Dali the Paintings: Volume I, 1904-1946; Volume II, 1946-1989 (英語) ハードカバー – 2004/6
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This publication presents the entire painted oeuvre of Salvador Dali (1904-1989). After many years of research, Robert Descharnes and Gilles Neret finally located all the paintings of this highly prolific artist. Many of the works had been inaccessible for years - in fact so many that almost half the illustrations in this book have rarely been seen.
And the mass of imagery is overwhelming. The book traces Dali's output from his early, formative periods onwards. Although Dali was productive in the 1920s, his familiar style emerged in the 1930s and simply expanded for the next half-century. The chronological organization of this book lets us see Dali's art and personality develop. Among other things, we see how his sketching evolved from pen drawings early in his career to loose oil sketches later. This also seemed to complete some kind of cycle, from the relative crudity of his early work, to the crystalline finish of his best-known years, back to imprecision again, but with all of his mature expressiveness.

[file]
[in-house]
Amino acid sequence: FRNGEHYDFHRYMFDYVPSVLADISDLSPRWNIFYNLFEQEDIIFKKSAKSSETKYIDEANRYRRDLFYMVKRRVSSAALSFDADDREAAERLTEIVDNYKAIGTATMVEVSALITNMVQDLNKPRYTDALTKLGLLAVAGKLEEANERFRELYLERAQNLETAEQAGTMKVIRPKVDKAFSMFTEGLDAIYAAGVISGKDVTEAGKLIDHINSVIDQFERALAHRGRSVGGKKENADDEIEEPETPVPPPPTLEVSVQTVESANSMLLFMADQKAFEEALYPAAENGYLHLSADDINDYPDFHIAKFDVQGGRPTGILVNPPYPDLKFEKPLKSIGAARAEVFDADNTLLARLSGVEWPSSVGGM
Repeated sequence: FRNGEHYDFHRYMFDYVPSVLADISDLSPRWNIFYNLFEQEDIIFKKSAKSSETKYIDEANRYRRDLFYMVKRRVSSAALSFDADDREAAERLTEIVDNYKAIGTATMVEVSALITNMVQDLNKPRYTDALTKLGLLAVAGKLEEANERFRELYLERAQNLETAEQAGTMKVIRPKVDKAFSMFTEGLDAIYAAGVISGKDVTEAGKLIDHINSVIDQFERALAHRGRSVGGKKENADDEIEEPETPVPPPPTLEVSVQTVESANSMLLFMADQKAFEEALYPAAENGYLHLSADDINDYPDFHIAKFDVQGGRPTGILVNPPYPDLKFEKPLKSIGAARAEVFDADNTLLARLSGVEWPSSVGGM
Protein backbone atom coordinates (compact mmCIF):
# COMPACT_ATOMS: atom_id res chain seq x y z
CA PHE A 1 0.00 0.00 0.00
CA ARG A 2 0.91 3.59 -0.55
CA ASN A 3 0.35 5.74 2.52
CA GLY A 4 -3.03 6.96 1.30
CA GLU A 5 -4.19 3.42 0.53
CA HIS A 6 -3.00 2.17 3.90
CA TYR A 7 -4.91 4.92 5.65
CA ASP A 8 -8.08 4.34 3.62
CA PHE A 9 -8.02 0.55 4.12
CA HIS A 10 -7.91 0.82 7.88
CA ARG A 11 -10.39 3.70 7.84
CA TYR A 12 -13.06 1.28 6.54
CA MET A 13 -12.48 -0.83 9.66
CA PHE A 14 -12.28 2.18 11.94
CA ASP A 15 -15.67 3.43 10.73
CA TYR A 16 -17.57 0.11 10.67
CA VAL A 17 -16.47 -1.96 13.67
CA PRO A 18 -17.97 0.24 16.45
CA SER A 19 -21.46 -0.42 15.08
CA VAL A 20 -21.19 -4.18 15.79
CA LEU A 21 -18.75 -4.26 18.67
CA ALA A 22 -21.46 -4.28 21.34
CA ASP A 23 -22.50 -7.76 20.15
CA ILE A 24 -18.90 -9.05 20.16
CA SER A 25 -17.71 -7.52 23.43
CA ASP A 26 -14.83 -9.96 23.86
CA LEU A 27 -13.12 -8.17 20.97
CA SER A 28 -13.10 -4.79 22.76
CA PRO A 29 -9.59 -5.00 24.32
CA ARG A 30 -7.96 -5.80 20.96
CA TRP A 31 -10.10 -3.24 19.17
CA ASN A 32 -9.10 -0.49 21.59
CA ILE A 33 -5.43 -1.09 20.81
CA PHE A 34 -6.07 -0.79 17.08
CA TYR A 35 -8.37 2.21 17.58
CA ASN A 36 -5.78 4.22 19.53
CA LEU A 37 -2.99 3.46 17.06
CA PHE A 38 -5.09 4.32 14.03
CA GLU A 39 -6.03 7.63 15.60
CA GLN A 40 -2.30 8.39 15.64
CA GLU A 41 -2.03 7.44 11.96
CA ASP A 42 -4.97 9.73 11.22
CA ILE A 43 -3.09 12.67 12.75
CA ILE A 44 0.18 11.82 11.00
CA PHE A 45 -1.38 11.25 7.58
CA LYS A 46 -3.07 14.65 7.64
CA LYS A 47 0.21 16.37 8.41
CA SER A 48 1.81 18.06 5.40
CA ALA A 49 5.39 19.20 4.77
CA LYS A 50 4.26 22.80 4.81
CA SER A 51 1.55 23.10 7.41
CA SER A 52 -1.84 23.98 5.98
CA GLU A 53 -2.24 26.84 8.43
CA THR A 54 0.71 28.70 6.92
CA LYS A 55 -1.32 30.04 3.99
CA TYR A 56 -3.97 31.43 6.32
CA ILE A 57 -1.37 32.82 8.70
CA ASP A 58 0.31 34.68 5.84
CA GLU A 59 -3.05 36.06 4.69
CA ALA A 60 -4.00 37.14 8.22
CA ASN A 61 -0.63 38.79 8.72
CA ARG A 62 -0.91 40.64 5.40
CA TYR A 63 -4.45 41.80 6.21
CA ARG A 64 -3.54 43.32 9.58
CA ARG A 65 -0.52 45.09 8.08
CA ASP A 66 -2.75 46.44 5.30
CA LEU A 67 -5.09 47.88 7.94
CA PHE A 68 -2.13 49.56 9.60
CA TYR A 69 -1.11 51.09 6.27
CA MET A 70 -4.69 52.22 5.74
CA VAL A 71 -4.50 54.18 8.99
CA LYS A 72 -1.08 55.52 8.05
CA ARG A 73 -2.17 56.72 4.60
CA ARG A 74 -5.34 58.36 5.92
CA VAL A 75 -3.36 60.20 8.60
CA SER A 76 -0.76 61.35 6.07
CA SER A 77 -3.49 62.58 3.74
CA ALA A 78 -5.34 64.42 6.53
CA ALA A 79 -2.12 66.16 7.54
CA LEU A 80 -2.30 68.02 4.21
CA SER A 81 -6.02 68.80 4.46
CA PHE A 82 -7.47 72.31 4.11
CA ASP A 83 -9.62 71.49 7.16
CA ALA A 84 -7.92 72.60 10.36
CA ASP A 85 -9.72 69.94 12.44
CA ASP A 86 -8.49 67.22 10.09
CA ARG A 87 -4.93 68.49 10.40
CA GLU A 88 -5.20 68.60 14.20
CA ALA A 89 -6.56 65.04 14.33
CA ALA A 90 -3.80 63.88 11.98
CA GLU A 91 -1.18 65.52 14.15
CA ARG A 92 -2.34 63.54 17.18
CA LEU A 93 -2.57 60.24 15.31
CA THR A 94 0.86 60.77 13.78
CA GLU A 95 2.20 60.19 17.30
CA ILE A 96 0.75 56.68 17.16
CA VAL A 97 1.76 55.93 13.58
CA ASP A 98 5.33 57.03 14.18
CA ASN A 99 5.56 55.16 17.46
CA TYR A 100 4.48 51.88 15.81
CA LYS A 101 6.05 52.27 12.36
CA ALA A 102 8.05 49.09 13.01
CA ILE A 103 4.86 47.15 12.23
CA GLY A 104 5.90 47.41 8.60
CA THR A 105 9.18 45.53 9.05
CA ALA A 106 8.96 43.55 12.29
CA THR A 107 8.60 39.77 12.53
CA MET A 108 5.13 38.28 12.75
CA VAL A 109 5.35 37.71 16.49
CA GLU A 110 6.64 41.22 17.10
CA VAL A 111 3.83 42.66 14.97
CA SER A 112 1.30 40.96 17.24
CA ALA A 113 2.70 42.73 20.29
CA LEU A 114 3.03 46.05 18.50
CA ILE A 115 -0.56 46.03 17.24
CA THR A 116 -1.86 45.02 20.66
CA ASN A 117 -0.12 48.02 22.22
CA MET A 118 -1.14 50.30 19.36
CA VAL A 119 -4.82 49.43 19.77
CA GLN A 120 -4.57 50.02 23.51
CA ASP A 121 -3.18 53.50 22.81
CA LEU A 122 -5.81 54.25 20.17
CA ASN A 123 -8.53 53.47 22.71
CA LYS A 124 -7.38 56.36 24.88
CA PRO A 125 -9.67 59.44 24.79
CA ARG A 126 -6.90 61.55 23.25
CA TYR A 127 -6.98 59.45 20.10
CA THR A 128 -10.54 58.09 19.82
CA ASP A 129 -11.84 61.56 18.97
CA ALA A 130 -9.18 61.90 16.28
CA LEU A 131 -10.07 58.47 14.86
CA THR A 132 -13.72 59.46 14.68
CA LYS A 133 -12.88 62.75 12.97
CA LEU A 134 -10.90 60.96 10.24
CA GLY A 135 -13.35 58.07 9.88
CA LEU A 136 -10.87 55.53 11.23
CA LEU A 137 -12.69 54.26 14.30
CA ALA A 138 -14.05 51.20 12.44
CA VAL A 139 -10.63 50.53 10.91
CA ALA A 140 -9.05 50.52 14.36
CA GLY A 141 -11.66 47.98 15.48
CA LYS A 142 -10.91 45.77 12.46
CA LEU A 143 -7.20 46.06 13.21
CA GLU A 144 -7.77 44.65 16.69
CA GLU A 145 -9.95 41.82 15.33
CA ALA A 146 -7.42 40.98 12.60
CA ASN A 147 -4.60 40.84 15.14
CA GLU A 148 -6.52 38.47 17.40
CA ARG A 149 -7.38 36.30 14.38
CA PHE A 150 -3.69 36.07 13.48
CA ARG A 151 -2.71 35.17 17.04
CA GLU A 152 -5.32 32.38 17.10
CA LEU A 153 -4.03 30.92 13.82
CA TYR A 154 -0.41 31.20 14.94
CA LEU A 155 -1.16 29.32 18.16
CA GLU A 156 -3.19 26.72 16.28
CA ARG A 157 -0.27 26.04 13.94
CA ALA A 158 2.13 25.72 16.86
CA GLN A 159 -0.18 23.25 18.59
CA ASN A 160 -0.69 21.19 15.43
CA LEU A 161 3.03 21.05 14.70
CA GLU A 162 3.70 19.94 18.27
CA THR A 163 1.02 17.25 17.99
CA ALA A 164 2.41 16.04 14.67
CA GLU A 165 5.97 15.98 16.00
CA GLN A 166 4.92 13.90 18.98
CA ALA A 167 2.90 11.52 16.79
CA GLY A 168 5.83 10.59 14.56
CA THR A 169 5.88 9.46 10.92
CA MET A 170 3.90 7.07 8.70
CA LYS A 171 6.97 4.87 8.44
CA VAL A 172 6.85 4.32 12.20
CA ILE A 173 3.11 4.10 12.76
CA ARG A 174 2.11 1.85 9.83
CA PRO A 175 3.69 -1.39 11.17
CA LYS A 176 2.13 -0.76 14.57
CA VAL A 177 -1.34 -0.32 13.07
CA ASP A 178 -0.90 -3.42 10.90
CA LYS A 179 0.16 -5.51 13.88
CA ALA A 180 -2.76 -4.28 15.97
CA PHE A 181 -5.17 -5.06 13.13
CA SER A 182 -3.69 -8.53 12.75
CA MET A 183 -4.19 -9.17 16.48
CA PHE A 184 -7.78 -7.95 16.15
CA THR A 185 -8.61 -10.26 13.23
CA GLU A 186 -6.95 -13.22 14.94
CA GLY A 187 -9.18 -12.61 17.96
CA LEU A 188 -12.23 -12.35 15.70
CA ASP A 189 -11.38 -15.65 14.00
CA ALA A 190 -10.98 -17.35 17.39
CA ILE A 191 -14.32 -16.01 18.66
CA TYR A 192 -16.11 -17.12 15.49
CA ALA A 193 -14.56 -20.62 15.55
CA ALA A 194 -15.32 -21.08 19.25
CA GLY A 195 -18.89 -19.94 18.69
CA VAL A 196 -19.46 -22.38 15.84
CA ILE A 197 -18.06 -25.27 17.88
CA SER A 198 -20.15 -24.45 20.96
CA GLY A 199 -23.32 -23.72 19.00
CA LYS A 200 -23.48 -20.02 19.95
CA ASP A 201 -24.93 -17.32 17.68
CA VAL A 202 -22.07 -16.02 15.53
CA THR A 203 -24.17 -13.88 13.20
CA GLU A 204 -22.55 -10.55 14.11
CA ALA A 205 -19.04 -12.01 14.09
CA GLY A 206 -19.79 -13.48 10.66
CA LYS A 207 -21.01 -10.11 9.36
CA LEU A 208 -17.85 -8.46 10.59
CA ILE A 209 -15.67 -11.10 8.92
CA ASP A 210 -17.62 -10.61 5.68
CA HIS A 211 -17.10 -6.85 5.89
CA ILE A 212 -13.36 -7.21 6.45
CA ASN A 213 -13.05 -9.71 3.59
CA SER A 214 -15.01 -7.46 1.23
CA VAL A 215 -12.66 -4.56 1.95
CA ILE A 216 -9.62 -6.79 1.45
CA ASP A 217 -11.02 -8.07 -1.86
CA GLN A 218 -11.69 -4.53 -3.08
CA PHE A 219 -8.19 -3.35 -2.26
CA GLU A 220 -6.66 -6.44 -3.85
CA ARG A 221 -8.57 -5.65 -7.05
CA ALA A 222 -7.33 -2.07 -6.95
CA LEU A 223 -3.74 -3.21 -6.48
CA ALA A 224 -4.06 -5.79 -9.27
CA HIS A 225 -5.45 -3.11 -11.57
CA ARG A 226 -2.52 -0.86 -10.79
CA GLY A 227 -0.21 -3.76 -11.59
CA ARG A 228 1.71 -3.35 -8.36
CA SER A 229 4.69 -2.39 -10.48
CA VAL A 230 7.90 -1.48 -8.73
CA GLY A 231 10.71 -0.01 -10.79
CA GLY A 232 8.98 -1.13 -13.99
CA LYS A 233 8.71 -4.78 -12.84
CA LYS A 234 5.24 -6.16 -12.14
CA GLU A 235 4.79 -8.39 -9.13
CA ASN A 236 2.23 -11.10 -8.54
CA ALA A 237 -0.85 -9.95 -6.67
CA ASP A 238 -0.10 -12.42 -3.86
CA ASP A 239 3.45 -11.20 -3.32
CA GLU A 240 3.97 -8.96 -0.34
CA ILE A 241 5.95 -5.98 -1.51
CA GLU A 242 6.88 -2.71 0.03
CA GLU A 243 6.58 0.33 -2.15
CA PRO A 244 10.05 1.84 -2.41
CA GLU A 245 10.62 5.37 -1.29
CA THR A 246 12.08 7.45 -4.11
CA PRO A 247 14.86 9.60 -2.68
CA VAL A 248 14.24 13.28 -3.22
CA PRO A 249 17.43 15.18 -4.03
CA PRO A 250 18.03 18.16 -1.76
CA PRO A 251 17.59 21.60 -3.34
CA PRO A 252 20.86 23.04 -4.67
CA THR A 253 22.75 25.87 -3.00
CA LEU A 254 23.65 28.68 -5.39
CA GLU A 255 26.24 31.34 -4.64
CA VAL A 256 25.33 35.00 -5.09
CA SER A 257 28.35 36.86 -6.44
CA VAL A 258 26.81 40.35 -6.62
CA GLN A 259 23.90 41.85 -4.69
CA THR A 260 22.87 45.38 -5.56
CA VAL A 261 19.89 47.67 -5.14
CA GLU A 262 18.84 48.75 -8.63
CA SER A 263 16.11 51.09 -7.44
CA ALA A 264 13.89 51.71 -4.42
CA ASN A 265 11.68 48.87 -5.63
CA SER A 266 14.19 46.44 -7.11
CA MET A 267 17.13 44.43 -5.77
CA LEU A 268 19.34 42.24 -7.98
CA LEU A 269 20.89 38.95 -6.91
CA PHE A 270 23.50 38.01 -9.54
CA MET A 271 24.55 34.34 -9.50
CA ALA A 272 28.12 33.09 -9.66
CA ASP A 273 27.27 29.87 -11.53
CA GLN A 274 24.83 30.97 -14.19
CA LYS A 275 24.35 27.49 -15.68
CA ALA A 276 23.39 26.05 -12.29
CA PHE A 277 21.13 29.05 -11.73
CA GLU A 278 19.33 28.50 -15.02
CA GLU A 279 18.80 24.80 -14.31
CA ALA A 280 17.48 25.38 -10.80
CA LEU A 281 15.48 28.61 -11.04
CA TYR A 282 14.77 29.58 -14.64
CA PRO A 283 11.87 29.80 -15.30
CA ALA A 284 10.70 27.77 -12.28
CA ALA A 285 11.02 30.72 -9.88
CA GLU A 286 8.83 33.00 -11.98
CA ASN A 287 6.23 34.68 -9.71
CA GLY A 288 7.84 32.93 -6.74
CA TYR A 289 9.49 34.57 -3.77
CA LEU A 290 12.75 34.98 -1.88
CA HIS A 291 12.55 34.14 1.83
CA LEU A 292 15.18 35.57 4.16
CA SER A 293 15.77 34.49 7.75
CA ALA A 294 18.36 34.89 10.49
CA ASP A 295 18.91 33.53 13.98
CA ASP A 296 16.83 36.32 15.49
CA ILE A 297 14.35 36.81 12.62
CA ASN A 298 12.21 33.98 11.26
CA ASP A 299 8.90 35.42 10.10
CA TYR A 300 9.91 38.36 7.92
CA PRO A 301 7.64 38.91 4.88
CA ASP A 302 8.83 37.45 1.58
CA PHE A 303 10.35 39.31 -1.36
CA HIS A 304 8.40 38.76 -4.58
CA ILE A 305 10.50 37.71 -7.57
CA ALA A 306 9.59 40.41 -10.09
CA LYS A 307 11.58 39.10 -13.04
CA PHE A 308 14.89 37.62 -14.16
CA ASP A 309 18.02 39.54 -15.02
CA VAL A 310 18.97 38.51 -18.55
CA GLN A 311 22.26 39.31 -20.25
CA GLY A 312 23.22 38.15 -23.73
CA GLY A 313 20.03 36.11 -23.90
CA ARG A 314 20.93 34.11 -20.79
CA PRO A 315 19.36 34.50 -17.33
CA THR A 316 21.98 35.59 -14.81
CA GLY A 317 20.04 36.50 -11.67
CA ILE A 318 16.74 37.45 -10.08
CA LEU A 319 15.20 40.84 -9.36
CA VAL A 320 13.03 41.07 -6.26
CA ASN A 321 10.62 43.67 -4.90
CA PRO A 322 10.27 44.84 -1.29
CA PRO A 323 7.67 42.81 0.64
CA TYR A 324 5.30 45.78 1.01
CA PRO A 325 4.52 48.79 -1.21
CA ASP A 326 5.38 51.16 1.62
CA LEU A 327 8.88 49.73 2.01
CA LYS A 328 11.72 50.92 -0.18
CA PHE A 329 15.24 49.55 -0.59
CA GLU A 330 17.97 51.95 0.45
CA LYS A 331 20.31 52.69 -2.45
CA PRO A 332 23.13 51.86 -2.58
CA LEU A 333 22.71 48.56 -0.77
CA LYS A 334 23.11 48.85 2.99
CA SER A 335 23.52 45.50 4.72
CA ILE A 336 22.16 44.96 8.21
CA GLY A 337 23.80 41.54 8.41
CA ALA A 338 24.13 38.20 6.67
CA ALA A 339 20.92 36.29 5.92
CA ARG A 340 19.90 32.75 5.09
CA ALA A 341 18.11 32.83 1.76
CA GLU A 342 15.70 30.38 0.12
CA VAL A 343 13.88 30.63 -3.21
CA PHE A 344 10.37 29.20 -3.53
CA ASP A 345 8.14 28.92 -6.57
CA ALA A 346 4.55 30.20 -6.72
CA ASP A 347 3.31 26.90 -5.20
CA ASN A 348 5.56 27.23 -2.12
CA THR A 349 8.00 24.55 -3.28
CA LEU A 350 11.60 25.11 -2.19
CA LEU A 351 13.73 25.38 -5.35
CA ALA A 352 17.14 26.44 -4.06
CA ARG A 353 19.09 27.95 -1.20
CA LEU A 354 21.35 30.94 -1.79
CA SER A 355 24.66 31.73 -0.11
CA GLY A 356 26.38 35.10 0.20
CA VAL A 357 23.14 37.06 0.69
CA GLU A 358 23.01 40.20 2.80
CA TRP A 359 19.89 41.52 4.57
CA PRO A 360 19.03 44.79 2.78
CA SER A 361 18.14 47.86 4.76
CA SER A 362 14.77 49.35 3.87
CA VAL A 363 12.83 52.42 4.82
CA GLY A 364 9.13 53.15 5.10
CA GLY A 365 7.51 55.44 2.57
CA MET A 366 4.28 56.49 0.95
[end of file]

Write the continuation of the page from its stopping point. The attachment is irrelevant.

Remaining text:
By its attempt at completeness, this presents aspects of Dali that other authors often ignore. For example, Dali was profoundly influenced by Catholic Christianity. Although his personal beliefs may be difficult to fathom, he produced some of the most beautiful images of Christ ever created.
Descharne's commentary supports the images well, but it's hard to read. I don't mean that the text is badly written - quite the opposite, it is very helpful, especially in biographical notes that describe Dali's life at the time of each work. Instead, I mean that my thoughts can't stay on the words for long when the pictures take such command of my attention.